Tag Archives: Superhero

Dark Horse Comics’ The Mask is Back! & Running for President?

23 Oct

By Ed Sum
(The Vintage Tempest)

Publisher:
Dark Horse Comics

Released Oct 16, 2019

I’ve been a fan of Dark Horse Comics’ The Mask way before the movies and cartoons. While these alternative takes were fun and light-hearted, I missed the darker quality which existed in the comic books. I kept up when it was shuffled to Mayhem–back when this franchise’s future was in doubt. When other versions took precedence (and the publisher had crossovers, including with a certain clown prince of crime), I took a break.

I’ve been wanting to see this franchise return to its roots and “I Pledge Allegiance” serves up a lot of blood and vindictiveness. This latest chapter can not be any timelier due to the political climate of our times. I’m also amused the first issue is coming off the heels of the just as socially charged The Joker movie.

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Keeping the Faith with Divine Fury at Fantasia 2019, Theatrical Debut & DVD Specs

2 Aug

nullBy Ed Sum
(The Vintage Tempest)

Distributor:
Well GO USA

Screening at select theatres (for list, please visit the official website), beginning August 16th, 2019

Official DVD/Blu-ray release November 19th

  • Spoiler Alert

 

Marvel Comic’s Blade and Shang-Chi will never hold a candle to the Divine Fury (사자), a South Korean film which looks like it can upend any supernatural mixed martial art blockbuster any time of this and the next decade. The reason is that it has a solid grounding in creating a hero and it does not waste a whole ton of time (a whole film) doing so. Yong-hu (Park Seo-Joon) lost his father, a police officer who got injured on duty. As a child, he prayed hard to God; he didn’t want papa to die. Sadly, reality bites and he lost his faith.

Twenty years have passed and this young man channelled his anger in his rise to become a champion fighter. He has everything, but he’s still feeling empty inside. When a stigmata forms, he doesn’t know what it means or what to do; he hopes Father Ahn (Sung-Ki Ahn) can provide answers. Instead, what he stumbles into leads into discovering an evil force wants to make a foothold in our reality.

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All The Legends & Lore That Inspired Shazam

20 Apr

By Ed Sum
(The Vintage Tempest)

Amongst Baby Boomers, The Adventures of Captain Marvel defined the pulp-action superhero who would later be known as Shazam. For Gen X’ers, The Shazam/Isis Hour was a maligned television show of the mid-70s and it has its cult appeal. Jump to 1981, The Greatest American Hero showed how Stephen J. Cannell developed a fun, purposeful superhero sporting a different kind of symbol who wants to do what’s right in a cop buddy sitcom formula. The problems the character faced as the series progressed include learning how to use his powers, talking to the aliens in why he was selected and trying to keep those he loved safe.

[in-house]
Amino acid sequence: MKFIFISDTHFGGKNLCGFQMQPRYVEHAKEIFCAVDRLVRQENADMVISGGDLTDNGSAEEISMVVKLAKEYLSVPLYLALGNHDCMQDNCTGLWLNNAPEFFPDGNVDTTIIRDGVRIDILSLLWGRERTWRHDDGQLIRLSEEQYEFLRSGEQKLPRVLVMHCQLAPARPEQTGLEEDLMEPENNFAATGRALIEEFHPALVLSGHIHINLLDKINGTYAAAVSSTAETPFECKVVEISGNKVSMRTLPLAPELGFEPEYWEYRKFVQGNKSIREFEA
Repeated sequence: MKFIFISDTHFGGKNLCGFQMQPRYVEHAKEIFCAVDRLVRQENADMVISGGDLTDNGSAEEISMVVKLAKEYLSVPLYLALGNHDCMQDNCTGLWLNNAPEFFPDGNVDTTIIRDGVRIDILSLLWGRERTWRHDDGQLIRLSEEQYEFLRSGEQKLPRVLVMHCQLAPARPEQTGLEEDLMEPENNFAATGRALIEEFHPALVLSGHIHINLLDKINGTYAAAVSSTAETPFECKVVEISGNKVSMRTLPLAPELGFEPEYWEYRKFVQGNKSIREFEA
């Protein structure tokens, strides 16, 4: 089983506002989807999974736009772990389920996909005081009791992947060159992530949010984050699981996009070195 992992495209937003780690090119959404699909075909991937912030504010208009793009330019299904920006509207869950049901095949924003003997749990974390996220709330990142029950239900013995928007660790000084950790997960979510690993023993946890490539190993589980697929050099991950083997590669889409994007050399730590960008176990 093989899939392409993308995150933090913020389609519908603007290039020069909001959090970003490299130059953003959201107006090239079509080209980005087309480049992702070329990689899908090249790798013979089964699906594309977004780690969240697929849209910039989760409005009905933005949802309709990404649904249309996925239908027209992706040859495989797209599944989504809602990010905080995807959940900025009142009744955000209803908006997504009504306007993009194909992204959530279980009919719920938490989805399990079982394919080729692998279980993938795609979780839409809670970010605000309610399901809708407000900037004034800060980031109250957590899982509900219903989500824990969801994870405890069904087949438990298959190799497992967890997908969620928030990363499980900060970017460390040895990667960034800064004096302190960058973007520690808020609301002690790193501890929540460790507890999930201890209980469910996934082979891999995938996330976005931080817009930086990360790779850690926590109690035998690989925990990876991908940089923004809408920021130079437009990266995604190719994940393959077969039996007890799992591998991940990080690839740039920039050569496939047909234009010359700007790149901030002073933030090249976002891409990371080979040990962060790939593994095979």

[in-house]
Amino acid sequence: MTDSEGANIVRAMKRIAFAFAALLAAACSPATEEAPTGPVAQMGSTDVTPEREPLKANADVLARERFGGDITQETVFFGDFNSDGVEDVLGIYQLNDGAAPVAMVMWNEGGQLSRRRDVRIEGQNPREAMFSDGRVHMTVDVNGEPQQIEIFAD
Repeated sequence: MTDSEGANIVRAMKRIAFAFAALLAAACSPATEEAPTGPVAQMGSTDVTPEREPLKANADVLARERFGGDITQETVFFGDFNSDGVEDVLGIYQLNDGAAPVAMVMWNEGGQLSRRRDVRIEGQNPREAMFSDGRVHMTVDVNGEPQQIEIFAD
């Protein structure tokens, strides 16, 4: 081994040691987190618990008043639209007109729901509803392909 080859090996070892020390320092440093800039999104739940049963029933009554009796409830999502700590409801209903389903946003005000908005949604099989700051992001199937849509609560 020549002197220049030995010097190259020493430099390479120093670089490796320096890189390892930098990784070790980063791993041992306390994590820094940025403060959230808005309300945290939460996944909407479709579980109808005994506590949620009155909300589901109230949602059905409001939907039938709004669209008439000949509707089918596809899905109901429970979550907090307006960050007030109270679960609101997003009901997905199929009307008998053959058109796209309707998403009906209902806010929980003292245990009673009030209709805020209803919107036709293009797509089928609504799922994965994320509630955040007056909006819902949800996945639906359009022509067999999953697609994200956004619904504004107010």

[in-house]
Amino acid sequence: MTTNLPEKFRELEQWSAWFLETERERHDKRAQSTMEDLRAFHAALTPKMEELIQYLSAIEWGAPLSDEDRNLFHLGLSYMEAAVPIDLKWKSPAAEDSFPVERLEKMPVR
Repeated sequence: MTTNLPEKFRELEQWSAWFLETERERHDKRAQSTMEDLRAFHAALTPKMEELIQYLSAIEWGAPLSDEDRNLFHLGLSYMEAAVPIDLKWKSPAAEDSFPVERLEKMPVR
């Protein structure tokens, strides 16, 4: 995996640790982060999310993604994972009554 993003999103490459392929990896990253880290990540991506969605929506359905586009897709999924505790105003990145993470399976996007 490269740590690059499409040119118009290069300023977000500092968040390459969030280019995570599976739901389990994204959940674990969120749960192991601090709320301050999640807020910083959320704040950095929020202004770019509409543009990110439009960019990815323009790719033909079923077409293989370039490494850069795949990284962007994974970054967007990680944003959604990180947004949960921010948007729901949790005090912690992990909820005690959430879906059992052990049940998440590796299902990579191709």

To bring all those previous iterations of a superhero sitcom movie, Shazam, took several decades of storytelling in the television world to experiment with and the payoff is terrific. Ignoring the troubled property when it was first introduced in the ’40s to its reinvention by DC Comics, this 2019 movie borrows on many comedic tropes from the small screen as Billy Batson (Asher Angel) tries to figure out what being a superhero means. He has no book to guide him. He only has a comic book superhero obsessed foster brother Freddie (Jack Dylan Grazer) to offer tips and his own moral compass to keep him pure. The only misfire is in how nothing new is added to make it stand out.

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History & The Pulps are Featured in War Bears, A Comic Book Review!

21 Sep

By Ed Sum
(The Vintage Tempest)

Released Sept 05, 2018

With two incredible Canadian talents, Margaret Atwood and Ken Steacy, get together to create a comic book, the industry better pay attention. Published by Dark Horse ComicsWar Bears offers two well-meaning stories than one; the main narrative sees Alain Zurakowski as a struggling artist in an era where life is a struggle. The early 20th century was tough for many; not only did a world have to deal with and recover from two World Wars, but also the Depression made getting employed tough. In a dog eat dog world of 1943, this young man manages to get a job at a Toronto-based comic book company (not New York, where the action was at) and has to deal with ornery coworkers. One particular individual steals this kid’s ideas, and the conflict may well run deeper in later issues.

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